Another prerequisite for stabilizing the villages is to ensure that the quotas for catch remain among local fishermen and supports local production. A national and protective regional policy for fisheries is needed, even if it contradicts EU free-market policies. And, just as important, a regional policy is needed that grants education, hospitals, and welfare to all parts of the country. But much will ultimately depend on the inherited knowledge of the fisheries, their ability to reinvent themselves and their skills in adapting new technologies, their knowledge of local markets, their ability to build national and international networks, and their sense of community. To restructure the villages into optimal environments for urbanized, yet rural ways of life, will be an essential part of the strategy.

One less attractive scenario is that the settlements are reduced to seasonal fishery bases, maintained only in order to harvest marine resources. Even if harbors and production are maintained locally, places could be allowed to disintegrate as well-functioning societies and turn into labor camps. Alternatively, the settlements might slowly disintegrate into recreational ruins. It is fully possible to imagine that state-of-the-art fishing fleets will be able to sustainably deliver their catch directly to more central harbors, bypassing the necessity of the northern fisheries. And Northern Norway is already an attractive recreational tourist destination, containing many picturesque ruin landscapes from bygone heydays of production.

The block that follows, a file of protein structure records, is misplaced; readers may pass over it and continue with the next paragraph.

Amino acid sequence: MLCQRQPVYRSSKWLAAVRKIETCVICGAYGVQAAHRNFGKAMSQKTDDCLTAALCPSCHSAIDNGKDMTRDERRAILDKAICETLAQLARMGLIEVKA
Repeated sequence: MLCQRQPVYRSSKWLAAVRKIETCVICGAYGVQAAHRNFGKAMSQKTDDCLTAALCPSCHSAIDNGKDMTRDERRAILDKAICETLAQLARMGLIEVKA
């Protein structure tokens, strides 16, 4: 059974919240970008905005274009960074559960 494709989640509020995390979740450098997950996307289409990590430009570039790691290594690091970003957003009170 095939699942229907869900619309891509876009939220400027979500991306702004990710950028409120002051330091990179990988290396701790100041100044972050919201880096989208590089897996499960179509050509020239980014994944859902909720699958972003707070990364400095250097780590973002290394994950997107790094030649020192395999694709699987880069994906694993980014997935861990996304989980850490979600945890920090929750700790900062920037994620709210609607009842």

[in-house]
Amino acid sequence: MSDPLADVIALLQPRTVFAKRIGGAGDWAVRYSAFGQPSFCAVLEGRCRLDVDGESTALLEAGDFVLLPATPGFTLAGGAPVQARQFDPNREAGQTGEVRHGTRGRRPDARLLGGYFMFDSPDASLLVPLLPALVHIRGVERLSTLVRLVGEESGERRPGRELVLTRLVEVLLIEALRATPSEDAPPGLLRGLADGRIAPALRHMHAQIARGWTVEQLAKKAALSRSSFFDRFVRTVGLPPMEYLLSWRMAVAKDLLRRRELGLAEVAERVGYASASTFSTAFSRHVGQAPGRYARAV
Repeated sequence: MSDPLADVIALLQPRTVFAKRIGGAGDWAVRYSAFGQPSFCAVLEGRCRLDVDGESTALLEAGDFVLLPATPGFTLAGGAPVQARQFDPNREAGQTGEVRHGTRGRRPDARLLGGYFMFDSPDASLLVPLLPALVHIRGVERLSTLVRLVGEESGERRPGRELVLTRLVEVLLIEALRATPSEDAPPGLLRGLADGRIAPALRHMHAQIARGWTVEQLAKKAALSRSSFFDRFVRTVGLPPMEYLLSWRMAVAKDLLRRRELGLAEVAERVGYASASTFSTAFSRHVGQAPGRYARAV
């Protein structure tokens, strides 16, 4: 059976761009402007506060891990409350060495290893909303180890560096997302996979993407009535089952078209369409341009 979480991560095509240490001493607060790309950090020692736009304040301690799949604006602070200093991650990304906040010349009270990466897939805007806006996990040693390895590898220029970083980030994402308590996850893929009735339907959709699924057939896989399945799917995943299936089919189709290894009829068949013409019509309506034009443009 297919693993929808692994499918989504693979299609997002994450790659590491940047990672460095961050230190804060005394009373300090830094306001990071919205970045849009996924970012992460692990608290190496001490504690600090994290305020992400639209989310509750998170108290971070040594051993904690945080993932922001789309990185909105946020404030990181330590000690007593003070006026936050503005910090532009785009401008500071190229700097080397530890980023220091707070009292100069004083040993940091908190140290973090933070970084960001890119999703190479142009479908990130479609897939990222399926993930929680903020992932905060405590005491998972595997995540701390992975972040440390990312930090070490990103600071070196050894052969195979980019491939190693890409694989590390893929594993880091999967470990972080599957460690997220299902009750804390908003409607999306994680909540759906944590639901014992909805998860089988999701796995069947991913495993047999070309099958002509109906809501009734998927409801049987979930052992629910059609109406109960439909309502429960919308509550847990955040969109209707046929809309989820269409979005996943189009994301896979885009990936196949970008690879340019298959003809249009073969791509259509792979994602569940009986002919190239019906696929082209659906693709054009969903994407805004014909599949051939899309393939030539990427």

In Norway, but also elsewhere around the world, policy-making has largely abdicated from the countryside, leaving the development of its communities to the market. Yet controlling regional policies is of utmost important in order to achieve sustainability goals. Developing communities and ensuring that people can live where the resources are found is a public task.

Overgrowth is a collaboration between e-flux Architecture and the Oslo Architecture Triennale within the context of its 2019 edition, and is supported by the Nordic Culture Fond and the Nordic Culture Point.

Nature & Ecology, Utopia
Europe, Center & Periphery, Food & Cooking
Return to Overgrowth

This text is excerpted and rewritten from Karl Otto Ellefsen and Tarald Lundevall, North Atlantic Coast (Oslo: Pax Forlag, 2019).

Overgrowth is a collaboration between e-flux Architecture and the Oslo Architecture Triennale within the context of its 2019 edition.

Karl Otto Ellefsen is professor in urbanism and architecture at the Oslo School of Architecture and Design (AHO) and professor at Central Academy of Fine Art (CAFA) Visual Arts Innovation Center, Beijing.

Tarald Lundevall is partner in Snøhetta and professor emeritus at the Oslo School of Architecture and Design (AHO)